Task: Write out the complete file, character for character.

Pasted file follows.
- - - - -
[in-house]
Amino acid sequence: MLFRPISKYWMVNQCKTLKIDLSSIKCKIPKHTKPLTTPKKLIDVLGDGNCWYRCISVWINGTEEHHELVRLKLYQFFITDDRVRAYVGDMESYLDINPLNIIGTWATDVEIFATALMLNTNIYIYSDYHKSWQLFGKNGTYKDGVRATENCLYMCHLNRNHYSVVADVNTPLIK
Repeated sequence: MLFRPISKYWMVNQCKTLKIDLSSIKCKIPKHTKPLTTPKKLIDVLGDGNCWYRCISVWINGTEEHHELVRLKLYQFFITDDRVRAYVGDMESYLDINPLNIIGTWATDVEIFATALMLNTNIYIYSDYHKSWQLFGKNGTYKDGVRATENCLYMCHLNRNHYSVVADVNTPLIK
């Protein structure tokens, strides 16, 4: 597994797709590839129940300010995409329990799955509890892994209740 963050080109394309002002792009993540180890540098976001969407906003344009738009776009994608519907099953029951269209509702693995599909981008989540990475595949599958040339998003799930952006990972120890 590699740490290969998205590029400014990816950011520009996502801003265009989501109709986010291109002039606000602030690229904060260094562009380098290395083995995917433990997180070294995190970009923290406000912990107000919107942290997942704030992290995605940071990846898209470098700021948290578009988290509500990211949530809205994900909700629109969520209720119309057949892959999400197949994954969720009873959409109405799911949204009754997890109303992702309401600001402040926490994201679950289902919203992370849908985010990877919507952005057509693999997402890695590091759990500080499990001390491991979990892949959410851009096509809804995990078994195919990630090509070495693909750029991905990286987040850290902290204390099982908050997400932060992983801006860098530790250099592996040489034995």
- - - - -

[in-house]
Amino acid sequence: MLFRPISKYWMVNQCKTLKIDLSSIKCKIPKHTKPLTTPKKLIDVLGDGNCWYRCISVWINGTEEHHELVRLKLYQFFITDDRVRAYVGDMESYLDINPLNIIGTWATDVEIFATALMLNTNIYIYSDYHKSWQLFGKNGTYKDGVRATENCLYMCHLNRNHYSVVADVNTPLIK
Repeated sequence: MLFRPISKYWMVNQCKTLKIDLSSIKCKIPKHTKPLTTPKKLIDVLGDGNCWYRCISVWINGTEEHHELVRLKLYQFFITDDRVRAYVGDMESYLDINPLNIIGTWATDVEIFATALMLNTNIYIYSDYHKSWQLFGKNGTYKDGVRATENCLYMCHLNRNHYSVVADVNTPLIK
């Protein structure tokens, strides 16, 4: 597994797709590839129940300010995409329990799955509890892994209740 963050080109394309002002792009993540180890540098976001969407906003344009738009776009994608519907099953029951269209509702693995599909981008989540990475595949599958040339998003799930952006990972120890 590699740490290969998205590029400014990816950011520009996502801003265009989501109709986010291109002039606000602030690229904060260094562009380098290395083995995917433990997180070294995190970009923290406000912990107000919107942290997942704030992290995605940071990846898209470098700021948290578009988290509500990211949530809205994900909700629109969520209720119309057949892959999400197949994954969720009873959409109405799911949204009754997890109303992702309401600001402040926490994201679950289902919203992370849908985010990877919507952005057509693999997402890695590091759990500080499990001390491991979990892949959410851009096509809804995990078994195919990630090509070495693909750029991905990286987040850290902290204390099982908050997400932060992983801006860098530790250099592996040489034995």